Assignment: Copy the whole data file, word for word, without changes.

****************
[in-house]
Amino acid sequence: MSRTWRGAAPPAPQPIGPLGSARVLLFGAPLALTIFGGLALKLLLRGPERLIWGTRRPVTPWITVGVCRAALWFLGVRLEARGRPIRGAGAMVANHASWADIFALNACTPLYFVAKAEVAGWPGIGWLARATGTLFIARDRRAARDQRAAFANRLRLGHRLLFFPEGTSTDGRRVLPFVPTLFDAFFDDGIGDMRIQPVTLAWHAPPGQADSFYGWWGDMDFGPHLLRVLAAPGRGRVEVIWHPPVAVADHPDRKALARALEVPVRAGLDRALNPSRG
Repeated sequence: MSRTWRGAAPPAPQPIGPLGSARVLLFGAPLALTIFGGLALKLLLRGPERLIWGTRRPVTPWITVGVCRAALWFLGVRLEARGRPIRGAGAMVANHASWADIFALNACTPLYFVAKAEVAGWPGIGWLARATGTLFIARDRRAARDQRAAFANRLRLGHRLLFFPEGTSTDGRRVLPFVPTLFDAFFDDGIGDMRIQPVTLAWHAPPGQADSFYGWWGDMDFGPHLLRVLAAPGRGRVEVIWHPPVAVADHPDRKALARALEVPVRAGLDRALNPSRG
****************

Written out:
[in-house]
Amino acid sequence: MSRTWRGAAPPAPQPIGPLGSARVLLFGAPLALTIFGGLALKLLLRGPERLIWGTRRPVTPWITVGVCRAALWFLGVRLEARGRPIRGAGAMVANHASWADIFALNACTPLYFVAKAEVAGWPGIGWLARATGTLFIARDRRAARDQRAAFANRLRLGHRLLFFPEGTSTDGRRVLPFVPTLFDAFFDDGIGDMRIQPVTLAWHAPPGQADSFYGWWGDMDFGPHLLRVLAAPGRGRVEVIWHPPVAVADHPDRKALARALEVPVRAGLDRALNPSRG
Repeated sequence: MSRTWRGAAPPAPQPIGPLGSARVLLFGAPLALTIFGGLALKLLLRGPERLIWGTRRPVTPWITVGVCRAALWFLGVRLEARGRPIRGAGAMVANHASWADIFALNACTPLYFVAKAEVAGWPGIGWLARATGTLFIARDRRAARDQRAAFANRLRLGHRLLFFPEGTSTDGRRVLPFVPTLFDAFFDDGIGDMRIQPVTLAWHAPPGQADSFYGWWGDMDFGPHLLRVLAAPGRGRVEVIWHPPVAVADHPDRKALARALEVPVRAGLDRALNPSRG